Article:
Login| Sign Up| Help| Contact|

Patent Searching and Data


Title:
REACTIVE HOT MELT POLYURETHANE ADHESIVE WITH LOW MONOMERIC DIISOCYANATE CONTENT
Document Type and Number:
WIPO Patent Application WO/2018/165546
Kind Code:
A1
Abstract:
The invention includes a reactive hot melt adhesive composition including an isocyanate functional prepolymer derived from a polyfunctional. isocyanate having a functionality of about 2 or more and a polyol, an active hydrogen organofunctional silane, an active hydrogen non-silane capping agent and a thermoplastic polymer.

Inventors:
PILLALAMARRI, Sunil, K. (14181 Abbeyfield Ct, Rosemount, MN, 55068, US)
KAUFFMAN, Thomas, F. (1536 Shannon Drive, Woodbury, MN, 55125, US)
Application Number:
US2018/021739
Publication Date:
September 13, 2018
Filing Date:
March 09, 2018
Export Citation:
Click for automatic bibliography generation   Help
Assignee:
H.B. FULLER COMPANY (1200 Willow Lake Blvd, P.O. Box 64683St. Paul, MN, 55164-0683, US)
International Classes:
C09J175/04; C08G18/18; C08G18/40; C08G18/42; C08G18/48; C08G18/76
Attorney, Agent or Firm:
HALLORAN, Kristi (H.B. Fuller Company, 1200 Willow Lake Blvd.P.O. Box 6468, St. Paul MN, 55164-0683, US)
Download PDF:
Claims:
What is claimed is:

1. A reactive hot melt adhesive composition comprising:

a. an isocyanate functional prepolymer derived from

a polyfunctional isocyanate having a functionality of about 2 or more and a polyol,

b. an active hydrogen organofunctional silane,

c. an active hydrogen non-silane capping agent; and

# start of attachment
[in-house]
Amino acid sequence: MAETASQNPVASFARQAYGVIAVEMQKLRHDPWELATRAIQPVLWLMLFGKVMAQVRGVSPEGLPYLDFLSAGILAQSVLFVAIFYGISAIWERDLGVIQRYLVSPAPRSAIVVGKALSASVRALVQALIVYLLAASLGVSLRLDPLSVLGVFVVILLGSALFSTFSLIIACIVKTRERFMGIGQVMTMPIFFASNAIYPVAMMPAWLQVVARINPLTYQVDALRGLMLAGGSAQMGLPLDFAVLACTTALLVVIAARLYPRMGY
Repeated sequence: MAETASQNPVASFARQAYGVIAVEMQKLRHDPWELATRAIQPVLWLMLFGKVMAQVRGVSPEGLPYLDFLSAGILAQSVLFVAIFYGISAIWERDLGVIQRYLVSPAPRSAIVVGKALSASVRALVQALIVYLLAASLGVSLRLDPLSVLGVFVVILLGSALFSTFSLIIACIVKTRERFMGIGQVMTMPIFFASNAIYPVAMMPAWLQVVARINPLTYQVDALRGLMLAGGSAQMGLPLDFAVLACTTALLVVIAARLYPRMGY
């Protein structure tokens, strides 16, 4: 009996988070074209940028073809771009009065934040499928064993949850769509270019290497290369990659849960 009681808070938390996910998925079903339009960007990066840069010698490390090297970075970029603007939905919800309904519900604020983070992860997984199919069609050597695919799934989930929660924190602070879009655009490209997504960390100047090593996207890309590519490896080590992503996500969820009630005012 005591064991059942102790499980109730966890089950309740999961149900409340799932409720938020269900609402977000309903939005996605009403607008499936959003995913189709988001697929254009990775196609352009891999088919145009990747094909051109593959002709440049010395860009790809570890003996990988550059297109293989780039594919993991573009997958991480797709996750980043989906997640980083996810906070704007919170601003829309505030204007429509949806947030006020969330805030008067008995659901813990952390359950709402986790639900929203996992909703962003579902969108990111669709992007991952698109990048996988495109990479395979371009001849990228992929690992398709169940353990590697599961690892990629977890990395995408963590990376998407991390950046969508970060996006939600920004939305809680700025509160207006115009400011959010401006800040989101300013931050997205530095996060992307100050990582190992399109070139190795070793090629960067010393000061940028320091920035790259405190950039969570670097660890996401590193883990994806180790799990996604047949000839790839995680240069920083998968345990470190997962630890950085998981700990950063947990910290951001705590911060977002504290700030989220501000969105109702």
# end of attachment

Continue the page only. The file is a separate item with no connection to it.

d. a thermoplastic polymer.

2. The reactive hot melt adhesive composition of claim 1 having an isocyanate

content of less than 0.1% by weight as measured by titration.

3. The reactive hot melt adhesive composition of claim 1 having a monomeric

diisocyanate content of no greater than 0.002 % by weight as measured by High- Performance Liquid Chromatography (HPLC) with UV detection in which the monomeric diisocyanate is derivatized with a chromophore prior to analysis.

4. The reactive hot melt adhesive composition of claim 1 wherein the equivalents ratio of silane reacted groups to non-silane reacted groups in the prepolymer is 1:5 to 5:1.

5. The reactive hot melt adhesive composition of claim 1 further comprising a

tackifying agent.

6. The reactive hot melt adhesive composition of claim 1 wherein the thermoplastic polymer is selected from the group consisting of polyether polyester block copolymer, polyurethanes, vinyl polymers and acrylic polymers.

7. The reactive hot melt adhesive composition of claim 1 comprising at least two different thermoplastic polymers. 8. The reactive hot melt adhesive composition of claim 7 comprising a polyether polyester block copolymer and a vinyl polymer.